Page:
UnitedHealth Group Inc. told brokers that it has filed paperwork to offer plans in just six states’ health-law marketplaces next year, providing the most complete picture so far of its previously announced widespread withdrawal.
The biggest U.S. health insurer said in April that it would pull out of all but a handful of the 34 states where it was selling the Affordable Care Act exchange plans, in the wake of mounting losses in that business.
Since then, the insurer’s 2017 exchange decisions have been emerging piecemeal as various state regulators disclosed that UnitedHealth wouldn’t be in their exchanges next year.
Tuesday, California officials became the latest to say UnitedHealth was leaving, when a spokesman for the Covered California exchange confirmed that the insurer wouldn’t participate in 2017.
- The carrier also told brokers that during the next few weeks it would begin informing consumers enrolled in its exchange plans in states where it will pull out. Existing plans are effective through the end of 2016, and consumers can switch to different insurers during the fall’s open enrollment period.
In a statement Tuesday, UnitedHealth said “the smaller overall market size and shorter term, higher risk profile within this market segment continue to suggest we cannot broadly serve it on an effective and sustained basis.” But it said the company is “an advocate for more stable and sustainable approaches to serving exchange markets and those who rely on it for care.”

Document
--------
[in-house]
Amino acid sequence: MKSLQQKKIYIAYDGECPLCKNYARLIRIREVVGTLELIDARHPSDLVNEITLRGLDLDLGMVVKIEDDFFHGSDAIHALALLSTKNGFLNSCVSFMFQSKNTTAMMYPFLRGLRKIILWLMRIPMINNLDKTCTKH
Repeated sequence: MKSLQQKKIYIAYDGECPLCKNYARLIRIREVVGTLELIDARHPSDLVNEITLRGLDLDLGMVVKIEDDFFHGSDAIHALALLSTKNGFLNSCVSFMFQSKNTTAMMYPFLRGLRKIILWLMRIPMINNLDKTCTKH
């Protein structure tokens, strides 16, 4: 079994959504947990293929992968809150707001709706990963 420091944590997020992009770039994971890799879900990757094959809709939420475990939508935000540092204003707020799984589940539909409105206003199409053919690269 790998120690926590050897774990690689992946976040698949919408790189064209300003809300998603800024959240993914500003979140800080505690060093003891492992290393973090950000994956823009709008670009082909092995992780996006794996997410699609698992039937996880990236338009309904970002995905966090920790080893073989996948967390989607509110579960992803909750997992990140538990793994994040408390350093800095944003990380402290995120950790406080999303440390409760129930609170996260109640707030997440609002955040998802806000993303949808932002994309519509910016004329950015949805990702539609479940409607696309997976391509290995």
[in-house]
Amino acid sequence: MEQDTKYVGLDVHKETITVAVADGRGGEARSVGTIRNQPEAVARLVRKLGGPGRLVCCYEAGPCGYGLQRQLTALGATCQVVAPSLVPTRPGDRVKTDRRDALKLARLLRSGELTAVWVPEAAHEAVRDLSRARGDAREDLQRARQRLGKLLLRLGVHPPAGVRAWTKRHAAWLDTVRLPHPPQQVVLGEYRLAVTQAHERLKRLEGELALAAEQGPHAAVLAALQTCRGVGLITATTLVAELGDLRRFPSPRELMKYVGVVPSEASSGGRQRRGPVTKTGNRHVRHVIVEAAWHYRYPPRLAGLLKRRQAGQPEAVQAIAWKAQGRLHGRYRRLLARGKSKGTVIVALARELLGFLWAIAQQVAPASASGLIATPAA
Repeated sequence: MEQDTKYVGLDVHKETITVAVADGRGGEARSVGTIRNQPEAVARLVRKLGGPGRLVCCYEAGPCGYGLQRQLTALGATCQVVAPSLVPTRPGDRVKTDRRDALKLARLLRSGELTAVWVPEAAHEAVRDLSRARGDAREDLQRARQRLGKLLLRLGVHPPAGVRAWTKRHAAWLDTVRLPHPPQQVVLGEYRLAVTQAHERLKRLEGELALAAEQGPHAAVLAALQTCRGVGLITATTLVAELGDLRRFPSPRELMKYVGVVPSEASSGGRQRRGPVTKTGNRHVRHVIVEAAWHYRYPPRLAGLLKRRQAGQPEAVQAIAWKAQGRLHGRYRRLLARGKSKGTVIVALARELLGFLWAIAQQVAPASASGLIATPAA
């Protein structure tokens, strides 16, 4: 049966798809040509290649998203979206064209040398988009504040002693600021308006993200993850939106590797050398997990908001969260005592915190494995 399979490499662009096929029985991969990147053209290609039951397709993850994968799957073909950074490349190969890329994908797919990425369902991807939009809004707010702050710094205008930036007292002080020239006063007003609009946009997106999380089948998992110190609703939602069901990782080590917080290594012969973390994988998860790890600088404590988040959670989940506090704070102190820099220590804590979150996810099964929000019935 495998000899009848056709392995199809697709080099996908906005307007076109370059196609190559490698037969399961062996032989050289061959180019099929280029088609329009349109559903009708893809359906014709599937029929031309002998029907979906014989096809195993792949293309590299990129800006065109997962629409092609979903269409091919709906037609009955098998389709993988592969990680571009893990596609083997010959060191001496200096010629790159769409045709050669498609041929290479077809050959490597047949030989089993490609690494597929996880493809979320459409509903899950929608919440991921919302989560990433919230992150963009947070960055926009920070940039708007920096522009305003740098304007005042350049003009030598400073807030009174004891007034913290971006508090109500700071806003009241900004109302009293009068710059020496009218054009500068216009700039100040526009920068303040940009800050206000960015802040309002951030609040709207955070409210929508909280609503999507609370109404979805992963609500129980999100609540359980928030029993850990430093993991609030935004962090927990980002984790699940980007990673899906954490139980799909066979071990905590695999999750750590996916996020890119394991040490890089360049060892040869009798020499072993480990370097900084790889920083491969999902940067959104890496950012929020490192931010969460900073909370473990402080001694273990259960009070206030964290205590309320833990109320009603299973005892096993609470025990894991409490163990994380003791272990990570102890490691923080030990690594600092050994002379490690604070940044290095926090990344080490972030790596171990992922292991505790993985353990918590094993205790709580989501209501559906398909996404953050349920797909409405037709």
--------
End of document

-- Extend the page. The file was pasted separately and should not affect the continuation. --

- Overall, insurers’ approach to the exchanges for next year is mixed, in the wake of financial results that have been disappointing for many companies. Several insurers, including state Blue Cross Blue Shield plans, have reported similar challenges in recent months. And more than a dozen nonprofit insurance cooperatives created through the law have closed because they were overwhelmed by medical claims they couldn’t afford.
Many other insurers are sticking with the new marketplaces, though state filings have shown that several are seeking significant rate increases for next year.
- Many consumer groups welcomed UnitedHealth’s arrival in Covered California in order to give people more choice and inject more competition into the market. The top insurers in the exchange, led by Blue Shield of California and Anthem Inc., control more than 90% of Covered California enrollment.
The state exchange had limited UnitedHealth to selling exchange plans in several smaller markets for 2016 because it didn’t participate the first two years
*Modified from online articles from WSJ.com, LAtimes.com, CNNmoney.com, Townhall.com, and other online data sources.